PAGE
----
So, Amy's about to give birth. But to what? Will it be the space suit girl? Will it be River Song? Will it be to a football team that can actually take on Barcelona? Only next week will tell us. Will we be there? Of course we will. Will we have a clue what's going on? Don't bet your bow-tie on it.


Kid said...

So disappointed have I been with the last few episodes, I didn't watch it as it was broadcast even 'though I could have - I just wasn't excited about it. I watched it later on iplayer and was surprised to find I quite enjoyed it. (Maybe it was because I had no expectation of it.) However, improvement as it was, I can't shake the feeling that it's all very familiar and that I've seen it all before. Running down narrow corridors, dimly-lit passageways, people and their doubles, Tardis out of reach, bad aliens who are actually good aliens (or vice versa), loads of exposition as we go along to explain a clear as mud plot, etc., etc.

Sometimes the episodes are a curious mix of excitement and tediousness in equal measure.

Steve said...

I think it was the familiarity and predictability that made me enjoy it.

Anonymous said...

Couldn't drum up the interest to watch part 2 - that's a first. Noisy 'action' substituting for suspense and plot - found it chaotically unclear too. Despite a few good ones (xmas one brilliant) i'm finding the new matt smith series to be missing the depth and quality of the previous ones.

phantom_tiger said...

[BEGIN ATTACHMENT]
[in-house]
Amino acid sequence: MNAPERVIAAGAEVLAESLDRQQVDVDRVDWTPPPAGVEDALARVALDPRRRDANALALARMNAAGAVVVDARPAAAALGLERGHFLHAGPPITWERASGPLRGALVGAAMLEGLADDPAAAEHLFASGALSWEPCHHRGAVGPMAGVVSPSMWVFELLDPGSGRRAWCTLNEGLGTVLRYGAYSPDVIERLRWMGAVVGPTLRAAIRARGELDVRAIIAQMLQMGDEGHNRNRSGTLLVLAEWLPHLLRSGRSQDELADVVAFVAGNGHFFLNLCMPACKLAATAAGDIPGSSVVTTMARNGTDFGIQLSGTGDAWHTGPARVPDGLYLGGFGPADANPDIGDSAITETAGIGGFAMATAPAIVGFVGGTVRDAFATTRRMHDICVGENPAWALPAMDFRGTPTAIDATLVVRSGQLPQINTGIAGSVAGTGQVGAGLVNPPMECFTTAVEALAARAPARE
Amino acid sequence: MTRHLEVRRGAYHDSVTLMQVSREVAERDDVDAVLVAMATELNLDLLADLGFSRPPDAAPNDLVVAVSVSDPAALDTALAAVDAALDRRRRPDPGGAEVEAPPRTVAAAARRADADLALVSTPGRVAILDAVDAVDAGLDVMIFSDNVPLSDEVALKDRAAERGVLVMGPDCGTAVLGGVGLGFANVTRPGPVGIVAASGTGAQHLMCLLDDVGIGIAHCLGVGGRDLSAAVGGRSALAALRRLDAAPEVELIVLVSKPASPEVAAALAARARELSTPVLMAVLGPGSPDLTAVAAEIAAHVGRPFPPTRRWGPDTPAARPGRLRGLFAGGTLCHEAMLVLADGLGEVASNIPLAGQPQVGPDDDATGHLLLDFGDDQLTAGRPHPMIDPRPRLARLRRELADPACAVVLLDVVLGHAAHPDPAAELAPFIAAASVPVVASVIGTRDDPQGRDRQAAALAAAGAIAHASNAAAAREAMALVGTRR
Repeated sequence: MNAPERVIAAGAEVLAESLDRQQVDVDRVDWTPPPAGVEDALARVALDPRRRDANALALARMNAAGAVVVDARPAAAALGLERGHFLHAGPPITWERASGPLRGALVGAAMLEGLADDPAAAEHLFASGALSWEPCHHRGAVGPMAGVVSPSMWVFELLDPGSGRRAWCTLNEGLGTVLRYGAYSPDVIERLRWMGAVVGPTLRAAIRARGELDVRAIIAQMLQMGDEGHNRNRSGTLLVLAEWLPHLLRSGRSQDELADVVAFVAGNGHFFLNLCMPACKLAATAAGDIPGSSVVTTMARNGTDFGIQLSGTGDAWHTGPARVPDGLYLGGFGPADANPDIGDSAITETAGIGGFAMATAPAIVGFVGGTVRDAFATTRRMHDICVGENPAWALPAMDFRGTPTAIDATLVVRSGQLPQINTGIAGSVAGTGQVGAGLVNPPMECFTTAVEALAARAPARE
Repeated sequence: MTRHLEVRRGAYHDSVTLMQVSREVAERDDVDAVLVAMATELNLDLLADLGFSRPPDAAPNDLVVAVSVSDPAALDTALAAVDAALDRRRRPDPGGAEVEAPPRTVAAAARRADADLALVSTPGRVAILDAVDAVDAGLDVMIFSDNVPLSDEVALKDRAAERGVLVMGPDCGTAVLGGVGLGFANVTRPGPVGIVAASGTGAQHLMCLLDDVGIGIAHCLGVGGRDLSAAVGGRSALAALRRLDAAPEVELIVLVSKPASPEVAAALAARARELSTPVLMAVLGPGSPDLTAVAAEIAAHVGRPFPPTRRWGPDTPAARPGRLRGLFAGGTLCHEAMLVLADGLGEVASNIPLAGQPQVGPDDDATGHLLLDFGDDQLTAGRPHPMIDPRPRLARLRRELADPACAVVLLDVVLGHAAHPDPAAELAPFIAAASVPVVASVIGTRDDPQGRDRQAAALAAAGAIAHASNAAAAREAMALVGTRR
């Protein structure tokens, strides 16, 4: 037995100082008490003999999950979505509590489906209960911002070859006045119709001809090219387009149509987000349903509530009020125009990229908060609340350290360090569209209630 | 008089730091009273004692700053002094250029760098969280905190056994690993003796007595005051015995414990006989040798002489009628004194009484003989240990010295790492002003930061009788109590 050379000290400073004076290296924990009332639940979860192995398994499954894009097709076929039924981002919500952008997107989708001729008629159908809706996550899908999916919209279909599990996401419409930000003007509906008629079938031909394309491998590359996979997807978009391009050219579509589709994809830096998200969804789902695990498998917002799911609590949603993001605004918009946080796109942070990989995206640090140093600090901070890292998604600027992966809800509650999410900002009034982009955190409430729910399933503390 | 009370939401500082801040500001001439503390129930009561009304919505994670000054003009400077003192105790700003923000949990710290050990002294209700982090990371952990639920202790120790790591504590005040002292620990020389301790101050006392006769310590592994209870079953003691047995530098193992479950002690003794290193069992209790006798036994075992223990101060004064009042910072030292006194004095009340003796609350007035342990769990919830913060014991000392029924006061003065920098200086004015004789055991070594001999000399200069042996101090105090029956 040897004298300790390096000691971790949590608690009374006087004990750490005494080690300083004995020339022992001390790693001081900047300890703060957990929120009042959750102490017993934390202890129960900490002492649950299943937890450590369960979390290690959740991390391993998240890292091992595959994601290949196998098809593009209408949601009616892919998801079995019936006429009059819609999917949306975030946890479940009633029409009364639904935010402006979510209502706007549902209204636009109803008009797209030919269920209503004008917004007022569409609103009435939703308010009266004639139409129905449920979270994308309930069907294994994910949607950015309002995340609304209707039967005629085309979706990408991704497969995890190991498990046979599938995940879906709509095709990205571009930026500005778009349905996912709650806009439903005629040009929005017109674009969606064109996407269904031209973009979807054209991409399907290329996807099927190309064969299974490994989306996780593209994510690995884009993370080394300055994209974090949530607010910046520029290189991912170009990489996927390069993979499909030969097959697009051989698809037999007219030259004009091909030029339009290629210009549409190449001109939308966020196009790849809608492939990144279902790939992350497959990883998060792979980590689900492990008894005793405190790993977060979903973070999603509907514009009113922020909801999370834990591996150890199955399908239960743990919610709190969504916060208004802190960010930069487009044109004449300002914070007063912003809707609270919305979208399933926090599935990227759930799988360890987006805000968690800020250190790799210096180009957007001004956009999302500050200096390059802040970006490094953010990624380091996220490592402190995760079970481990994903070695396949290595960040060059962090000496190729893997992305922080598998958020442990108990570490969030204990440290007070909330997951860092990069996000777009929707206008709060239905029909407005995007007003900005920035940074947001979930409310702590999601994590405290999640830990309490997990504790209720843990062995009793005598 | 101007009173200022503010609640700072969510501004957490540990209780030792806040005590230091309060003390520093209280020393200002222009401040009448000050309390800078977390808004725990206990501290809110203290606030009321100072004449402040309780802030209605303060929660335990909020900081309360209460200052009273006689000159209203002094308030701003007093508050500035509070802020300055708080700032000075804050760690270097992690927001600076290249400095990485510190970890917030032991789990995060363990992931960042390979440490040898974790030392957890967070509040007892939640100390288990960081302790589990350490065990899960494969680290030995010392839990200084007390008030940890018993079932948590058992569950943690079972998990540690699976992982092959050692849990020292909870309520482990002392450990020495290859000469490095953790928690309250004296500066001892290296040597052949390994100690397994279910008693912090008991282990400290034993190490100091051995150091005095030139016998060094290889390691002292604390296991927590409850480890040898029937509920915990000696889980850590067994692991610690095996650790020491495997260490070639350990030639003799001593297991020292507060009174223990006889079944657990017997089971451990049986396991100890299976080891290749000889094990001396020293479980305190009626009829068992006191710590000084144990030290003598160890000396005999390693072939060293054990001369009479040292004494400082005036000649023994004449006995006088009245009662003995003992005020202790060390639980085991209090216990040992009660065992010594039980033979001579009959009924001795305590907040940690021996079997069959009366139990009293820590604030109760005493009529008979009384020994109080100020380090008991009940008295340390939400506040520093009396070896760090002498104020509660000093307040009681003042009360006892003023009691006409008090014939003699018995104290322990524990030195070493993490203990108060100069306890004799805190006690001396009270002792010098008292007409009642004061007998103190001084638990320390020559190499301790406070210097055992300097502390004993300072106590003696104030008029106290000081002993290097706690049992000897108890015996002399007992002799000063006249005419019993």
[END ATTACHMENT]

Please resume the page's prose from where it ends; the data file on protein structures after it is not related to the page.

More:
I love your description of the plot: let's move to another room! You noticed some of the same things I did :) Rory was VERY thick; Amy is really really unsubtle in the way she both warns the Doctor he will die, and the way she keeps rudely saying but you're not the real Doctor in a way that pretty much tells everyone they're switched. As if you could be mean to even a duplicate Matt Smith. Come to think of it, it makes me yearn for Sarah Jane who would have coped better. I was trying to keep track of the sonic screwdrivers. They keep passing it back and forth but I think he shouldn't have had it at the end. Can the Flesh do screwdrivers? My problem is that the plot point about gangers was already in the bin. At the end there aren't any duplicate sets left so the problem with having two of the same person is basically nil & that the duplicates are the ones holding off the monster, not getting to safety like an equal. The guy with the son getting killed just in time was way too convenient a plot twist. Meanwhile the suspicious part of me realizes there is now possibly a duplicate Doctor that has survived and might well have been invited to his own death.

ps. Game worth it to see Van der Saar's final appearance.

Steve W. said...

Yeah, I also thought them only leaving one of each character alive was a cop-out. Bearing in mind the central theme of the story, it would've been more interesting to have at least one complete duo left alive and having to learn to come to terms with each other.

phantom_tiger said...

It might have even been cool. Why is it the Doctor is really the only one who gets on with his other self right away?

Oops. That should be Van der Sar. Late night extra a.

Steve W. said...

I suppose it's because he's used to meeting other incarnations of himself, thanks to all those 1970s and 1980s multiple Doctor stories. The humans sadly lacked such experience.